Thursday, March 18, 2010

Int/Adv Preventative Care

Preventative care includes the things we do to avoid the horse getting sick in the first place. There are four important preventative care considerations: parasite control, vaccinations, teeth, and introducing new horses.

Parasite Control:

All horses have parasites. Let me repeat that: All horses have parasites. Since most cause problems and we do everything we can to eradicate them. There are a few things you can do to help control parasites:

  • De-worm your horse (more on this next paragraph :)
  • Avoid overgrazing pasture
  • Avoid keeping too many horses in one pasture
  • Rotate pastures (horse parasites won't live in cattle and vise versa)
  • Keep hay and grain away from manure

So deworming -- horses should be dewormed every 8-12 weeks (most people seem to do once/season). Different dewormers kill off different parasites in different phases of their life-cycles. It is important to rotate dewormers so as to eliminate a wide variety and to help prevent any of the worms developing an immunity to the dewormer. Some of the common worms include:
  • Large Strongyles: these can cause serious damage. A blocked mesenteric artery (which supplies the intestine) can lead to severe colic, or a blocked iliac artery (which supplies the hind legs) can cause lameness or paralysis.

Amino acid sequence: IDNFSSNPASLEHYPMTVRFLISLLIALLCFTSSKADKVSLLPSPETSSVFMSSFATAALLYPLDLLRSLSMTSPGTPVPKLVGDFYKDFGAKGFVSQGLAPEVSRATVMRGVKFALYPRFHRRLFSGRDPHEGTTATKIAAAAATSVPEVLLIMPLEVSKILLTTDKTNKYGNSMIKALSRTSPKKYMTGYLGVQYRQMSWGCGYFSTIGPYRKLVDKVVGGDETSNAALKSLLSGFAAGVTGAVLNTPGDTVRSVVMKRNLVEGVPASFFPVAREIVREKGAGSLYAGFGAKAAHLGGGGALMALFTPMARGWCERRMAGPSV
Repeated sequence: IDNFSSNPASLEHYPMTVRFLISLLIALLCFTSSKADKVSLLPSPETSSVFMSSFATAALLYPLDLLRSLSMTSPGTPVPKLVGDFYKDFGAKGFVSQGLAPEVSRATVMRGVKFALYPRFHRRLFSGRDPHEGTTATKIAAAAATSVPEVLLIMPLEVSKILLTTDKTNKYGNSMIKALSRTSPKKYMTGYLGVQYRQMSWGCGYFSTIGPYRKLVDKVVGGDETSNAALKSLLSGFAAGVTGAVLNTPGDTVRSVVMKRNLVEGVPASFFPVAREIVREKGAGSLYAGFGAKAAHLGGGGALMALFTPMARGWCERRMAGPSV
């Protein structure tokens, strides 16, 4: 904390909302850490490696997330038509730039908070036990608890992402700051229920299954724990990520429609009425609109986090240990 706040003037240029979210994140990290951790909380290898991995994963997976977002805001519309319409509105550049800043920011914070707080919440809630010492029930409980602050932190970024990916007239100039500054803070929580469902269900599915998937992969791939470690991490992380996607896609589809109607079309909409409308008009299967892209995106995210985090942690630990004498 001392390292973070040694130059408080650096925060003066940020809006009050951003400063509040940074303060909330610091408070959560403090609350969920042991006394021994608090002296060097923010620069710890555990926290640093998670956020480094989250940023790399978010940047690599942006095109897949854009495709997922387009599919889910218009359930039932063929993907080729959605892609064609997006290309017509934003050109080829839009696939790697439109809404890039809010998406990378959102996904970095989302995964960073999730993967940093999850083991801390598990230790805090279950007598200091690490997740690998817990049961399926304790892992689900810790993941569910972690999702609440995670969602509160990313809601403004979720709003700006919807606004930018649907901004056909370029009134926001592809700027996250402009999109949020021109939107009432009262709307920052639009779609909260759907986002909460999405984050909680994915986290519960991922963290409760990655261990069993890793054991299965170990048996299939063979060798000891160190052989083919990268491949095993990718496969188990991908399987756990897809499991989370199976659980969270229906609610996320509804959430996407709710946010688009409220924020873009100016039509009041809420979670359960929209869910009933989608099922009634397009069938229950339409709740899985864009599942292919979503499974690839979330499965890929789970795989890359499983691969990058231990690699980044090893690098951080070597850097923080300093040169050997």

• Small Strongyles: also cause serious damage. Signs include weight loss, loss of appetite, diarrhea, and colic.
  • Ascarids: most common in foals. These are disgustingly large worms. Signs include: poor coat, coughing, diarrhea, lack of appetite, pot belly, apathetic behaviour, and stunted growth.
  • Bots: these are less harmful and among the easier to avoid. They lay their eggs on the horse's legs, chest, etc where they get licked off and swallowed. They look like little yellow dots, and if you make a point of removing them when they appear you'll help cut down significantly on the bot population. They can cause sores in the mouth, and sometimes stomach ulcers.
  • Pinworms: not overly harmful in itself, but a sign that your strongyles dewormer probably isn't working overly well since they're killed off by the same thing. Pinworms lead to the horse rubbing its tail and sometimes you can see gray or yellow eggs around the anus. Pinworms are very rare in horses that live outdoors 24/7.

You'll notice the signs for most of these are similar. In general, any combination of inexplicable weight loss, poor coat condition, rubbing the tail, lethargy, and constipation or diarrhea should have you de-worming your horse or at very least having a fecal test done. Colic is also a sign of parasites gone horribly wrong (really you should catch it before then), but since it can be caused by so many other things may not be a sign in itself.